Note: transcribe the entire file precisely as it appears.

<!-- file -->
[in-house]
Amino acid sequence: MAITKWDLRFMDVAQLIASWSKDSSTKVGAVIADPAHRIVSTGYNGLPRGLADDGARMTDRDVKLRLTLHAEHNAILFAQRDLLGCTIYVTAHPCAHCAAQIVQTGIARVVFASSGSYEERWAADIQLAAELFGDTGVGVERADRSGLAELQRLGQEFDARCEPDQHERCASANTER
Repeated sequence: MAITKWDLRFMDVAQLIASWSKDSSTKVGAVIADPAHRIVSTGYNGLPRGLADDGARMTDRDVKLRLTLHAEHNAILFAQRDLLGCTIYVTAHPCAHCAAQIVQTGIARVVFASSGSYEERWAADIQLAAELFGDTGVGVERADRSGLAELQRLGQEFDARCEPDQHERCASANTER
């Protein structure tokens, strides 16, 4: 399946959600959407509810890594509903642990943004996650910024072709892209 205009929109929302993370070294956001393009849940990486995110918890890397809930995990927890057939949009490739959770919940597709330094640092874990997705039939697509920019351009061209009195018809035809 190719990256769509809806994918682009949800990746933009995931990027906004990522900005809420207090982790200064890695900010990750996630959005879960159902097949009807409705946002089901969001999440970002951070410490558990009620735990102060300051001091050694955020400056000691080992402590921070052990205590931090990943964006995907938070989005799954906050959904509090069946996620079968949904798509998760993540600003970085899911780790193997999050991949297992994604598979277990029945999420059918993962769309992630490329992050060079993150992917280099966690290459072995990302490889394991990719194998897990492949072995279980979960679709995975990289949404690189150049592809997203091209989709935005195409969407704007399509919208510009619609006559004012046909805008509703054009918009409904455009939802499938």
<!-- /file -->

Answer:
[in-house]
Amino acid sequence: MAITKWDLRFMDVAQLIASWSKDSSTKVGAVIADPAHRIVSTGYNGLPRGLADDGARMTDRDVKLRLTLHAEHNAILFAQRDLLGCTIYVTAHPCAHCAAQIVQTGIARVVFASSGSYEERWAADIQLAAELFGDTGVGVERADRSGLAELQRLGQEFDARCEPDQHERCASANTER
Repeated sequence: MAITKWDLRFMDVAQLIASWSKDSSTKVGAVIADPAHRIVSTGYNGLPRGLADDGARMTDRDVKLRLTLHAEHNAILFAQRDLLGCTIYVTAHPCAHCAAQIVQTGIARVVFASSGSYEERWAADIQLAAELFGDTGVGVERADRSGLAELQRLGQEFDARCEPDQHERCASANTER
């Protein structure tokens, strides 16, 4: 399946959600959407509810890594509903642990943004996650910024072709892209 205009929109929302993370070294956001393009849940990486995110918890890397809930995990927890057939949009490739959770919940597709330094640092874990997705039939697509920019351009061209009195018809035809 190719990256769509809806994918682009949800990746933009995931990027906004990522900005809420207090982790200064890695900010990750996630959005879960159902097949009807409705946002089901969001999440970002951070410490558990009620735990102060300051001091050694955020400056000691080992402590921070052990205590931090990943964006995907938070989005799954906050959904509090069946996620079968949904798509998760993540600003970085899911780790193997999050991949297992994604598979277990029945999420059918993962769309992630490329992050060079993150992917280099966690290459072995990302490889394991990719194998897990492949072995279980979960679709995975990289949404690189150049592809997203091209989709935005195409969407704007399509919208510009619609006559004012046909805008509703054009918009409904455009939802499938």